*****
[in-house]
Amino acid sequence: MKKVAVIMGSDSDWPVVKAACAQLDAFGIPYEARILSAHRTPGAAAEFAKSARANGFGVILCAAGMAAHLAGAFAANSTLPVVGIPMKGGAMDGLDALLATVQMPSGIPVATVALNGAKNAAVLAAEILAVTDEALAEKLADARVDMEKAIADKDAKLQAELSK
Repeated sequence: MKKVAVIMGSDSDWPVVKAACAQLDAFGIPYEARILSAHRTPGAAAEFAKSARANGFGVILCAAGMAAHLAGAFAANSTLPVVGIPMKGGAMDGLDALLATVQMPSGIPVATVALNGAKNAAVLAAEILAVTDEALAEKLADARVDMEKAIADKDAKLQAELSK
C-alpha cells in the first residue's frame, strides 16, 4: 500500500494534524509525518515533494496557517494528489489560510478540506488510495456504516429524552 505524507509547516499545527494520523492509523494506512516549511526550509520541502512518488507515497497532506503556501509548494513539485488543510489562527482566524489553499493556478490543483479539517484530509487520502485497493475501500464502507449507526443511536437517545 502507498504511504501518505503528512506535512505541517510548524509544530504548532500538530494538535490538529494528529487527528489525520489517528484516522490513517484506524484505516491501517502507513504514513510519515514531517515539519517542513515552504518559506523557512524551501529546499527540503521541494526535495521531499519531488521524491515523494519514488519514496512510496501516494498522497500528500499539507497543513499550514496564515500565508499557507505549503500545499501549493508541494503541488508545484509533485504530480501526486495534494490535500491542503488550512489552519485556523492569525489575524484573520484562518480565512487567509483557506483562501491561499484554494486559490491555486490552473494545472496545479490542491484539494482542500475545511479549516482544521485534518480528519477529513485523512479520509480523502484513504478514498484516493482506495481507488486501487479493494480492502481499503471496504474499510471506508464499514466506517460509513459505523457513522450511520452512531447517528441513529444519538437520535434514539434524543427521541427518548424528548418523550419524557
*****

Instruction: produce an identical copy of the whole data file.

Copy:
[in-house]
Amino acid sequence: MKKVAVIMGSDSDWPVVKAACAQLDAFGIPYEARILSAHRTPGAAAEFAKSARANGFGVILCAAGMAAHLAGAFAANSTLPVVGIPMKGGAMDGLDALLATVQMPSGIPVATVALNGAKNAAVLAAEILAVTDEALAEKLADARVDMEKAIADKDAKLQAELSK
Repeated sequence: MKKVAVIMGSDSDWPVVKAACAQLDAFGIPYEARILSAHRTPGAAAEFAKSARANGFGVILCAAGMAAHLAGAFAANSTLPVVGIPMKGGAMDGLDALLATVQMPSGIPVATVALNGAKNAAVLAAEILAVTDEALAEKLADARVDMEKAIADKDAKLQAELSK
C-alpha cells in the first residue's frame, strides 16, 4: 500500500494534524509525518515533494496557517494528489489560510478540506488510495456504516429524552 505524507509547516499545527494520523492509523494506512516549511526550509520541502512518488507515497497532506503556501509548494513539485488543510489562527482566524489553499493556478490543483479539517484530509487520502485497493475501500464502507449507526443511536437517545 502507498504511504501518505503528512506535512505541517510548524509544530504548532500538530494538535490538529494528529487527528489525520489517528484516522490513517484506524484505516491501517502507513504514513510519515514531517515539519517542513515552504518559506523557512524551501529546499527540503521541494526535495521531499519531488521524491515523494519514488519514496512510496501516494498522497500528500499539507497543513499550514496564515500565508499557507505549503500545499501549493508541494503541488508545484509533485504530480501526486495534494490535500491542503488550512489552519485556523492569525489575524484573520484562518480565512487567509483557506483562501491561499484554494486559490491555486490552473494545472496545479490542491484539494482542500475545511479549516482544521485534518480528519477529513485523512479520509480523502484513504478514498484516493482506495481507488486501487479493494480492502481499503471496504474499510471506508464499514466506517460509513459505523457513522450511520452512531447517528441513529444519538437520535434514539434524543427521541427518548424528548418523550419524557